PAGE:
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Photographing a Marimba Player

jcgoodsonjcgoodson Member
edited March 2014 in general photography
I'll soon have the opportunity to photograph a local high school senior who is an accomplished marimba player. Naturally, he'd like some photos with his marimba. I'm trying to brainstorm some location and lighting setups that might work. Any suggestions from forum members would be greatly appreciated!

The size of the instrument may present some challenges. I estimate the marimba is 6-8 feet wide and about waist high. Although moving the marimba is a chore (it can be disassembled), I think I can transport it somewhere other than its usual confined space in the owner's home. I am considering taking photographs in a local park, but the trees are still dormant here in the Midwest US, so that may not be very scenic.

My gear includes a Canon 7D, 24-70mm f/2.8 lens, three speedlites, a 2'x2' softbox, and a 9' wide roll of seamless white paper with a backdrop stand.

Thanks in advance for any thoughts!



  • TrevTrev Moderator
    jcgoodson said: but the trees are still dormant here in the Midwest US, so that may not be very scenic.
    I think that would make for a great photo, stark BW with this big Marimba (had to look that up, man, a very large xylophone) would look good.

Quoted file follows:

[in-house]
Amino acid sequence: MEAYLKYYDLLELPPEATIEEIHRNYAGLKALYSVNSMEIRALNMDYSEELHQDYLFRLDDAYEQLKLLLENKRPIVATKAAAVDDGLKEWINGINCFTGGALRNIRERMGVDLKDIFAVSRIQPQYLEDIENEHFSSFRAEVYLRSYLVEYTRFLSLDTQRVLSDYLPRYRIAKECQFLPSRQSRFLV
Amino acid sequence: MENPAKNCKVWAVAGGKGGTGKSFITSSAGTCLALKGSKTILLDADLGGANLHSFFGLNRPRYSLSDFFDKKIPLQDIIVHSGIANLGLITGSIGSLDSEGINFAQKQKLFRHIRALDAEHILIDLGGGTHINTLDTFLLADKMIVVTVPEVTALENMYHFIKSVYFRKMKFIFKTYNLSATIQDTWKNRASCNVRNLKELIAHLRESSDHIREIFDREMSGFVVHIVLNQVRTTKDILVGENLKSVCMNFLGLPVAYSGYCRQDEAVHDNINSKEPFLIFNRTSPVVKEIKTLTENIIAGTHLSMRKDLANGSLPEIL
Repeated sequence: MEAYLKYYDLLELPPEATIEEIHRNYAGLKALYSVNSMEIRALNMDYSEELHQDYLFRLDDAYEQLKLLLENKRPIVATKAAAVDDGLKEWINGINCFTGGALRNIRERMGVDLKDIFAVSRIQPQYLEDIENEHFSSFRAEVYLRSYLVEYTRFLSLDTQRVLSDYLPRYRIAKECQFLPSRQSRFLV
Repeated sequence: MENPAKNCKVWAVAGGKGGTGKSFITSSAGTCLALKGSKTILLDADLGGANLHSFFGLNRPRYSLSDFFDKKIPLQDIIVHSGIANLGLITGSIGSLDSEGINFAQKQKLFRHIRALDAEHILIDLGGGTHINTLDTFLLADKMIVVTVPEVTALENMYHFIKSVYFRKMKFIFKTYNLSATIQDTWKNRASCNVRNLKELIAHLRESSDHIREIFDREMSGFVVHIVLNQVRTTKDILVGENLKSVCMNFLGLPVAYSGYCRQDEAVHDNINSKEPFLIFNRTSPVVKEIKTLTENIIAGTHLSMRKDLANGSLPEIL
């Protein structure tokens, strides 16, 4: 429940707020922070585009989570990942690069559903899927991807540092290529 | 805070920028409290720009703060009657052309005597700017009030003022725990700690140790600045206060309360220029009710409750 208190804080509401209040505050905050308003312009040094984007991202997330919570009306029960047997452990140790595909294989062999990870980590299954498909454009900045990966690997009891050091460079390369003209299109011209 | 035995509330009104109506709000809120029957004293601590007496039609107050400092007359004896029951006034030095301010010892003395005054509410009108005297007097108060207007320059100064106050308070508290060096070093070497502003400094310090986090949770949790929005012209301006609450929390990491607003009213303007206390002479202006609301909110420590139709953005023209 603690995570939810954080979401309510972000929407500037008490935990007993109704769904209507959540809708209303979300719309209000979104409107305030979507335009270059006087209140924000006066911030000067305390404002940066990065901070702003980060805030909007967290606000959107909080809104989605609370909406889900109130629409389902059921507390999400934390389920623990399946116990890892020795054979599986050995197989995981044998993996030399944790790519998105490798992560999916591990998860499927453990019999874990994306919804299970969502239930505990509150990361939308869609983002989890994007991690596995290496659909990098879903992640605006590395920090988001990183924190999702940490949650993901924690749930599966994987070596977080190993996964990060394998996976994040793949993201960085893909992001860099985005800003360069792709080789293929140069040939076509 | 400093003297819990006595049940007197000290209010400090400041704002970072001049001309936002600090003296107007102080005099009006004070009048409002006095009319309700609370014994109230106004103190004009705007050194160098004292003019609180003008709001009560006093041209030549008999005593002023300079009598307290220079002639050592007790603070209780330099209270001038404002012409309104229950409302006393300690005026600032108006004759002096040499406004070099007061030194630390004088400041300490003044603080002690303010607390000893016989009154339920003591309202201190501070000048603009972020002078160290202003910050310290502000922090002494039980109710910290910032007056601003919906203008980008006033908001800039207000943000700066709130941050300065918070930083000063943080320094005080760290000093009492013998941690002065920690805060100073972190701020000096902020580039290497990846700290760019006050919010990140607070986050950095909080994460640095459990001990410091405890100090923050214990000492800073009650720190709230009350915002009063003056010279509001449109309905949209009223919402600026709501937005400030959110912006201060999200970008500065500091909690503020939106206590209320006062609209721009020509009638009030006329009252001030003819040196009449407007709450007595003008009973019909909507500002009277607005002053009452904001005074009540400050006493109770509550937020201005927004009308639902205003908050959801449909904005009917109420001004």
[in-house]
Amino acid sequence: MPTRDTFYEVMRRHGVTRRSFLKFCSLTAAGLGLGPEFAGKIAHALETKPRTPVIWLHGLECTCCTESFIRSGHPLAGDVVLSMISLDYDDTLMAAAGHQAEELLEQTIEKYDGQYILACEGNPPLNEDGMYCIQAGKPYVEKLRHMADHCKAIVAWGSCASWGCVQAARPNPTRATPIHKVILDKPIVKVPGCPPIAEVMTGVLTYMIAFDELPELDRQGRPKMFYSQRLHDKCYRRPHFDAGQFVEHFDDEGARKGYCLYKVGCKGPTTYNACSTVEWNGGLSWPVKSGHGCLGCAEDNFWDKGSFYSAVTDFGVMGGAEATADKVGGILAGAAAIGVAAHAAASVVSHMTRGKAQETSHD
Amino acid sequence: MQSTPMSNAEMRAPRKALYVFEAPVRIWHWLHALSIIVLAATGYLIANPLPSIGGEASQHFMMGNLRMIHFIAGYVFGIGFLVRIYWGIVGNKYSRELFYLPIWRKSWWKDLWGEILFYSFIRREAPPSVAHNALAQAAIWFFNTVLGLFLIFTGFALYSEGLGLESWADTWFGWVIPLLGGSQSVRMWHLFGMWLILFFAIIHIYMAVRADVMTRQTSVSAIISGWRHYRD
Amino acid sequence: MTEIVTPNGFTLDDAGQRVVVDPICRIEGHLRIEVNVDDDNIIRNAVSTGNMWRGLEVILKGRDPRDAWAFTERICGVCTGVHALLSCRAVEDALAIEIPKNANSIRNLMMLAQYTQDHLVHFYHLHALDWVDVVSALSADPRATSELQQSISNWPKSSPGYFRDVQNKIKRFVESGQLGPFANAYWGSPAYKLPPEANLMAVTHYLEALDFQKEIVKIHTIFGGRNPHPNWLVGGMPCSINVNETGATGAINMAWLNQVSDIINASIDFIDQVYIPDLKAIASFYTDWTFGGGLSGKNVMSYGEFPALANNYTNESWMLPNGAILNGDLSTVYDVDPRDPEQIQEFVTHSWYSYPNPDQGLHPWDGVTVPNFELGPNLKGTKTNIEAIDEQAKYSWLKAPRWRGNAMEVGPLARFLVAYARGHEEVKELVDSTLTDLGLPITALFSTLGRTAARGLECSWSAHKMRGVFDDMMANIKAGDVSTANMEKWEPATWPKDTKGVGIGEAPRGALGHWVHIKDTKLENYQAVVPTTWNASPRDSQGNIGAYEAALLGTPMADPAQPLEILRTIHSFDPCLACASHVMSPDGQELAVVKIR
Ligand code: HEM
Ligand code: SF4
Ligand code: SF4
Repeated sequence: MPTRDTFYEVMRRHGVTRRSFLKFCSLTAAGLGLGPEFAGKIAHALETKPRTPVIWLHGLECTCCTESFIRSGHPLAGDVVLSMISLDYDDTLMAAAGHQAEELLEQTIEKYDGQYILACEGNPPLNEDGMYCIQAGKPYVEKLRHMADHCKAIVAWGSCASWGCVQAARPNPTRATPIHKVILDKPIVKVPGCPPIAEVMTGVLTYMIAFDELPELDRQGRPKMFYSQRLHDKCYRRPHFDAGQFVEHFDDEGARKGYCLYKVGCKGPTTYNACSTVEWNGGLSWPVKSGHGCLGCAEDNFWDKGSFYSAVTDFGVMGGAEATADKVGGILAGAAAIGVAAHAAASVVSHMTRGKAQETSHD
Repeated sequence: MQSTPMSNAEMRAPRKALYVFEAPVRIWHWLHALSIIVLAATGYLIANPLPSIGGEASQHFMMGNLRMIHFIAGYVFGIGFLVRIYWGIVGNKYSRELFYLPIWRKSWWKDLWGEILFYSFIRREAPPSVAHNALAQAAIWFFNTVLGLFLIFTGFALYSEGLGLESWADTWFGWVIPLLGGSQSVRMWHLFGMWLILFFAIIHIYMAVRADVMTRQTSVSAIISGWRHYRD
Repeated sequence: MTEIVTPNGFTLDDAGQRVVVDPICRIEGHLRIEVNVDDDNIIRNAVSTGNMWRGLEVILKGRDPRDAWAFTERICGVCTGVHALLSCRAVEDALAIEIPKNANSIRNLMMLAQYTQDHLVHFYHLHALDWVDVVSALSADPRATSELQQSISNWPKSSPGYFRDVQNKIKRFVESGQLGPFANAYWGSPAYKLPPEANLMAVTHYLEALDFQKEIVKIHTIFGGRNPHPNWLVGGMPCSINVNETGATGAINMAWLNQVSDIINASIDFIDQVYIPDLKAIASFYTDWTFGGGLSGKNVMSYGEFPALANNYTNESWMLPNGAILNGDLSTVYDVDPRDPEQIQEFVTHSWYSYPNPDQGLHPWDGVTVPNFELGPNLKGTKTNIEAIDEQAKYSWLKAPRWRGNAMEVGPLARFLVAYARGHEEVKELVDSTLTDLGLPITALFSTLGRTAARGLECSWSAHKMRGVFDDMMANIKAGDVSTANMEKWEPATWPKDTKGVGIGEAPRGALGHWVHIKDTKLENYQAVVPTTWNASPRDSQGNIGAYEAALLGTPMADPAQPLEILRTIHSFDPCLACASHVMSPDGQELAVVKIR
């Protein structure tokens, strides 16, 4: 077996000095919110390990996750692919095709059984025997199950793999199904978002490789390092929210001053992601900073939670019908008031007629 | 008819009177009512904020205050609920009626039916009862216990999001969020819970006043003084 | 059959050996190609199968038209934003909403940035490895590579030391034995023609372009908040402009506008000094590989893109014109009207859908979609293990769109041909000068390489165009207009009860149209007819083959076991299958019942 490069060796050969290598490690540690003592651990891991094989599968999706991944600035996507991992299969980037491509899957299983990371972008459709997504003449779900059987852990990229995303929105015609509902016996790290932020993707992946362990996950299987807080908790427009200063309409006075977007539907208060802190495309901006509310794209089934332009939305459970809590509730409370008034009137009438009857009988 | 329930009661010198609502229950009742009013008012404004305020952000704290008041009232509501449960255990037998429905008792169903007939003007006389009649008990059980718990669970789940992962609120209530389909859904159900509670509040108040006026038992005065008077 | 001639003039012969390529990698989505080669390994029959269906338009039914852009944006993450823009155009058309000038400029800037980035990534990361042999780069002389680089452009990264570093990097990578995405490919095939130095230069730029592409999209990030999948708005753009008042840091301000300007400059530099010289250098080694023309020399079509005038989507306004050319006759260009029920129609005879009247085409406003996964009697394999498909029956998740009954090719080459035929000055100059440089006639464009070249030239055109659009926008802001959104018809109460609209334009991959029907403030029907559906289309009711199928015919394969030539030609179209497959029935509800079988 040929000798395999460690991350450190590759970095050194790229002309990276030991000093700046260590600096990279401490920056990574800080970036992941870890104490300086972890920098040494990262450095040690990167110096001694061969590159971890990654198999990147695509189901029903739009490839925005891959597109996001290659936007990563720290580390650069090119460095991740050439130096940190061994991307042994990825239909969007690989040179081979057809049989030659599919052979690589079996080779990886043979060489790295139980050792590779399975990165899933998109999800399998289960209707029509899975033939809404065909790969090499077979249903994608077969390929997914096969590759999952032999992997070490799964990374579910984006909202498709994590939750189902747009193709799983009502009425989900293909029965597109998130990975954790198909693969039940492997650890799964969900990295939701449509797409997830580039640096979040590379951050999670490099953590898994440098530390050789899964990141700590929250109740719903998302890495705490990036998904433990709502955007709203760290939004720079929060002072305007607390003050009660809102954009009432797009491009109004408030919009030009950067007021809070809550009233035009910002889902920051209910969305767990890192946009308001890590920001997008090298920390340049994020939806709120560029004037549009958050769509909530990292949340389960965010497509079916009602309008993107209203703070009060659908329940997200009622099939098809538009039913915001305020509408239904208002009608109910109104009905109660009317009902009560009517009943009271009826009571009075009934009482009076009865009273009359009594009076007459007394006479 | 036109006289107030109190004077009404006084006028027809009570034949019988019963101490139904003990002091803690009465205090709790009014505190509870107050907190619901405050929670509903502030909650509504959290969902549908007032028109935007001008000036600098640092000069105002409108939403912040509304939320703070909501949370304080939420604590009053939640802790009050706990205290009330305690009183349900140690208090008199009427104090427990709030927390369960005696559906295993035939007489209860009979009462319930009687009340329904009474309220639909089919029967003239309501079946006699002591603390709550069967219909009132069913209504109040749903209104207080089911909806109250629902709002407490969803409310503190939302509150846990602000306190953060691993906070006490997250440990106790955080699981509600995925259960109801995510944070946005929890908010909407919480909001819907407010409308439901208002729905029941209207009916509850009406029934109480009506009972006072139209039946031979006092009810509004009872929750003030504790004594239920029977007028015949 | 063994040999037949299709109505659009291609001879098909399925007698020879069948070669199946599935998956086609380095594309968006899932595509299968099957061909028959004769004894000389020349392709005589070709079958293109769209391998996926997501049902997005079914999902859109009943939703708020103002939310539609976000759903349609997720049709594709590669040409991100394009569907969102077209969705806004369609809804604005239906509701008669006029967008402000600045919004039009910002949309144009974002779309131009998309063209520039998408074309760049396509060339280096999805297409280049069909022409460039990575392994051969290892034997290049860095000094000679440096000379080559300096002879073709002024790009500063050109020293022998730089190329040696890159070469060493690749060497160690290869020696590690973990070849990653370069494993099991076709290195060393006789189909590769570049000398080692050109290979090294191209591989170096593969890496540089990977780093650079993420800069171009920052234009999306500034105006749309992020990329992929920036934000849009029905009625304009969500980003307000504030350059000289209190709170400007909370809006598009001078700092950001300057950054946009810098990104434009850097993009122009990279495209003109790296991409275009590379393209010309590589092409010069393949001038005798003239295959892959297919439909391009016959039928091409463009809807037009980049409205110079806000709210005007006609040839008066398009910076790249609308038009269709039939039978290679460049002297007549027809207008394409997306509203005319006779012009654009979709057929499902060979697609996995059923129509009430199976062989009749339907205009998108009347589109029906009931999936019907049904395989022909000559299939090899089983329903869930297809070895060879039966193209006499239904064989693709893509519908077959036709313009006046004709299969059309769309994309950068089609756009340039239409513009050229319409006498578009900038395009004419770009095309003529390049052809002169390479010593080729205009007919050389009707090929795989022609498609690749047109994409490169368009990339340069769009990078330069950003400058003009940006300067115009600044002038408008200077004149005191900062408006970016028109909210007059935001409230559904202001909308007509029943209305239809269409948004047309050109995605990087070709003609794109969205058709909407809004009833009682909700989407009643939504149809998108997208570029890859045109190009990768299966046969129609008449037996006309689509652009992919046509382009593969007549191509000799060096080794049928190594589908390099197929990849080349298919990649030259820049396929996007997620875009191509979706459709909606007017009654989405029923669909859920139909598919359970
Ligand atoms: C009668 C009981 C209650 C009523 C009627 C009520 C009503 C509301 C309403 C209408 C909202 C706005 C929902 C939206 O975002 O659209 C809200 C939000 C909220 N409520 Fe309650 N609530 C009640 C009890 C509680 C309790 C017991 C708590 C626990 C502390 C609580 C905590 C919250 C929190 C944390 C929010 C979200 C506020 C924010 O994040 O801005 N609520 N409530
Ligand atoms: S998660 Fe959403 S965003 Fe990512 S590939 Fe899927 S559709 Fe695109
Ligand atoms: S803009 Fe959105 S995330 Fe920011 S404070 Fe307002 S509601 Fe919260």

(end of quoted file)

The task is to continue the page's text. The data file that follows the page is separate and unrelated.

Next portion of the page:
• Just in case anyone was wondering ... here's how the marimba photo turned out. The day of the shoot was stormy, so taking the instrument to a park was out of the question. Between rain showers several of us quickly hauled the marimba onto the driveway. Although we only got five minutes of shooting time until the rain returned, I thought this image was useable. Lighting was via a flash and soft box on a stand to camera left. I used a 1/2 CTS gel on the flash in an attempt to match the color temperature of the garage lights. I never could have thrown this together so quickly without insights gleaned from Neil and forum members -- thanks!

  • Neil vNNeil vN Administrator
    That photo looks pretty solid work! Good lighting that is even, but still has directional quality. Nice.
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